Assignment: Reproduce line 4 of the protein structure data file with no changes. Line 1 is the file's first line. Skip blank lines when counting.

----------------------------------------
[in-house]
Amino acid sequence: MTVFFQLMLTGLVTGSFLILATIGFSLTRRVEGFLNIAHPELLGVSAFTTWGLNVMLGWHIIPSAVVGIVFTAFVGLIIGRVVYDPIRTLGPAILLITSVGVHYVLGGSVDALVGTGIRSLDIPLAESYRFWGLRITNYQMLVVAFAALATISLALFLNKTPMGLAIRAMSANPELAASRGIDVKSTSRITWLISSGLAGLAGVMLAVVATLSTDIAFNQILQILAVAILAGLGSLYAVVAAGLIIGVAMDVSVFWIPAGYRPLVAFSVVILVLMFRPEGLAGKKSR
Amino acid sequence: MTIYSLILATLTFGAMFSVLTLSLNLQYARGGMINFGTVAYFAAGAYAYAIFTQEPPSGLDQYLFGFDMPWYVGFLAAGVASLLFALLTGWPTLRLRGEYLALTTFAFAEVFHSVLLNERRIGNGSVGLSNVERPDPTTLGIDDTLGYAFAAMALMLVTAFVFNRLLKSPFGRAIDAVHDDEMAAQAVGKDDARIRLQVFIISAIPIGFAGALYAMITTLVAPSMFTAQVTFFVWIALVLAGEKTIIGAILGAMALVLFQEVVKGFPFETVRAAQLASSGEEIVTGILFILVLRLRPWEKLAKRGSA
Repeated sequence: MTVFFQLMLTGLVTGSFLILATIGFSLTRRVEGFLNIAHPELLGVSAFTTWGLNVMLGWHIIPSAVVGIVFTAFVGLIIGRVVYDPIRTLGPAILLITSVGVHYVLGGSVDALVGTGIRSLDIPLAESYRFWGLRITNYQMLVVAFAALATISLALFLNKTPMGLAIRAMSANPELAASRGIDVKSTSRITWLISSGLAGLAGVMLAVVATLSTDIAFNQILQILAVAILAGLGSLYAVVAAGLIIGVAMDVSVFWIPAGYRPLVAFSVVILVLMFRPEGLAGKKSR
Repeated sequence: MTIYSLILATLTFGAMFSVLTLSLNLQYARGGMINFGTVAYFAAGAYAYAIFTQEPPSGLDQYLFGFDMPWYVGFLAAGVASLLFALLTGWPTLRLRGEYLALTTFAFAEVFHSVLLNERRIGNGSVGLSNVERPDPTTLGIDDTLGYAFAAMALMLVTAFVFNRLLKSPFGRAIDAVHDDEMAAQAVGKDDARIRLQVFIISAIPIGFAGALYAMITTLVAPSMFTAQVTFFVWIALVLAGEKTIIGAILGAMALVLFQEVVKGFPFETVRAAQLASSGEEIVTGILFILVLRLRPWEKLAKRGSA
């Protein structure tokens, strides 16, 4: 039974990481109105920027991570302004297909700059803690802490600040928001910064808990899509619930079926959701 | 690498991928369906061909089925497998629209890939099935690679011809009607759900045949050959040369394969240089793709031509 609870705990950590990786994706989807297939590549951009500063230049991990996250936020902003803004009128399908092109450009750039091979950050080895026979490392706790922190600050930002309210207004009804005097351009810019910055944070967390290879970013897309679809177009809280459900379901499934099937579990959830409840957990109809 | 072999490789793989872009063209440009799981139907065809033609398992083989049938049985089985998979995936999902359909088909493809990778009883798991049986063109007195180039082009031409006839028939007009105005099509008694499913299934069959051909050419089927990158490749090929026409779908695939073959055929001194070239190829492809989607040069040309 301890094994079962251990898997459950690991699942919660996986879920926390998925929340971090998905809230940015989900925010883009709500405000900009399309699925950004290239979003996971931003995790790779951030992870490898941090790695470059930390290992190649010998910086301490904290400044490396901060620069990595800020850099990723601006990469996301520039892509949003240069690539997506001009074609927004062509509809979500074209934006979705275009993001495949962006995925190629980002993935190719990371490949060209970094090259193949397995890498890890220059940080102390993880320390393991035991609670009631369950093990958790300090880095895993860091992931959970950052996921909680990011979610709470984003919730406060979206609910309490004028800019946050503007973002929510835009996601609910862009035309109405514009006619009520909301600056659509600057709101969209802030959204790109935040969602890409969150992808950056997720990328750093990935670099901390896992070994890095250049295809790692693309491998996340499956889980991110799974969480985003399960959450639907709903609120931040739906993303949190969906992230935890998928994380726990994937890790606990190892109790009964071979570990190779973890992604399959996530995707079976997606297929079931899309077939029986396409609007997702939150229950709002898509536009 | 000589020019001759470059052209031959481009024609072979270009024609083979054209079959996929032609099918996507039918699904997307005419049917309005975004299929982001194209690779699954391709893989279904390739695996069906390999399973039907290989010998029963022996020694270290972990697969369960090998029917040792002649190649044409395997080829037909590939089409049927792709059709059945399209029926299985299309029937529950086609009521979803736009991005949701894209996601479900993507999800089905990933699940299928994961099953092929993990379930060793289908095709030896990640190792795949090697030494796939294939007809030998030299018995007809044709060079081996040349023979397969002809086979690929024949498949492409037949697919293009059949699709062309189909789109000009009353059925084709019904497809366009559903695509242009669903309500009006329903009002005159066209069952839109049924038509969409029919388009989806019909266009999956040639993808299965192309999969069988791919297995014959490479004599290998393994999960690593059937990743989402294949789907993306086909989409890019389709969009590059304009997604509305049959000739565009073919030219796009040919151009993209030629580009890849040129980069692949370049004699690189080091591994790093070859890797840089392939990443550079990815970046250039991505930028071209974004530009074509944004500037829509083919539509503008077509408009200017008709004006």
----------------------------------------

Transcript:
Repeated sequence: MTVFFQLMLTGLVTGSFLILATIGFSLTRRVEGFLNIAHPELLGVSAFTTWGLNVMLGWHIIPSAVVGIVFTAFVGLIIGRVVYDPIRTLGPAILLITSVGVHYVLGGSVDALVGTGIRSLDIPLAESYRFWGLRITNYQMLVVAFAALATISLALFLNKTPMGLAIRAMSANPELAASRGIDVKSTSRITWLISSGLAGLAGVMLAVVATLSTDIAFNQILQILAVAILAGLGSLYAVVAAGLIIGVAMDVSVFWIPAGYRPLVAFSVVILVLMFRPEGLAGKKSR